Madam Speaker, the three scholarships, the Public Service Commission Scholarship, Multi-Ethnic Affairs Scholarship and FAB or Itaukei Affairs Scholarship which have been combined to the merit based system of what is popularly called “Toppers” which was introduced in 2010. Since its introduction, the intake into tertiary institutions are disproportionate to the numbers in the population . For the Fiji School of Medicine, University of the South Pacific, the Fiji School of Nursing and teacher training at the School of Education in Lautoka’s Fiji National University and also the University of Fiji, the way this trend is developing indicates that there will be problems in ensuring the main communities participate equitably in professions which will determine in a major way the running of our country in the professional, technical and intellectual output of graduates from our tertiary institutions.
It is obvious from the figures that the indo-Fijians are outstripping all the other communities including the indigenous Fijians and especially the minorities – part Europeans, Rotumans, people from Rabi and Kioa. This is why, Madam Speaker, merit alone is not and should not be the only criterion for determining access to tertiary studies. Looking at Pillar 9, Madam Speaker, of the People’s Charter which states that “Making Fiji a Knowledge Based Society by ensuring access to quality education for all “emphasis that equity has to be built into the merit based system as the notion of being fair, just or reasonable must not be forgotten or overlooked in any educational policy, otherwise education will lay the basis for division and dissension in the future.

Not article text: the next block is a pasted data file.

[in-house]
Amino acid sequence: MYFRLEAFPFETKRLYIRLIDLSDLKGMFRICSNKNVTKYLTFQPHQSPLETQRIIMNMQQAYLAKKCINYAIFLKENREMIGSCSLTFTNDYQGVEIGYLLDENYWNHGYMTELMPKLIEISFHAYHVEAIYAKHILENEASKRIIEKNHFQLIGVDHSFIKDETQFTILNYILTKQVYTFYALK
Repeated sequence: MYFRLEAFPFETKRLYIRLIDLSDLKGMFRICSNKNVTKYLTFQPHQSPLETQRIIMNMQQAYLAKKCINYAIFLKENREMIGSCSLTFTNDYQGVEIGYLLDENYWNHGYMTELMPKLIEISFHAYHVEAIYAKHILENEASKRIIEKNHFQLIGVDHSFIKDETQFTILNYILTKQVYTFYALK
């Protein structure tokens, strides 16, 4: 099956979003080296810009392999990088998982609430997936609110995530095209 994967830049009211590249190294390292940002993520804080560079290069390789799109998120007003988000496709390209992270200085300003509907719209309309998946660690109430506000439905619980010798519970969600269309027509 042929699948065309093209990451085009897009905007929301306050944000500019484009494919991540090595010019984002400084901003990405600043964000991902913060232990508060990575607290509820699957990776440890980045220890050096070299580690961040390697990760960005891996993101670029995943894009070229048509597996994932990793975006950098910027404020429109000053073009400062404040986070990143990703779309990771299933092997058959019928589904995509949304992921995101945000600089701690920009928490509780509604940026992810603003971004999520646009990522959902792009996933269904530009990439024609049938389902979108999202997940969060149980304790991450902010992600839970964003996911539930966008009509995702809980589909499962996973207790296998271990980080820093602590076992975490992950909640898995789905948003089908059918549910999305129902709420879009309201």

Education, Madam Speaker, must bring together, therefore the equity provision, otherwise known as social justice, plays this vital role. Evidence suggests that most recipients of government sanctioned scholarship programmes tend to migrate overseas after serving their respective bonds. Consequently, the merit-based system in its present form will aggravate the increasing migration trend. Ultimately, Madam Speaker, this will result in continuous shortage and imbalance in the labour market in terms of addressing the Human Resource needs of the country in priority sectors of the economy. This defeats the policy intent and points to the reality behind the merit based system of awarding scholarships.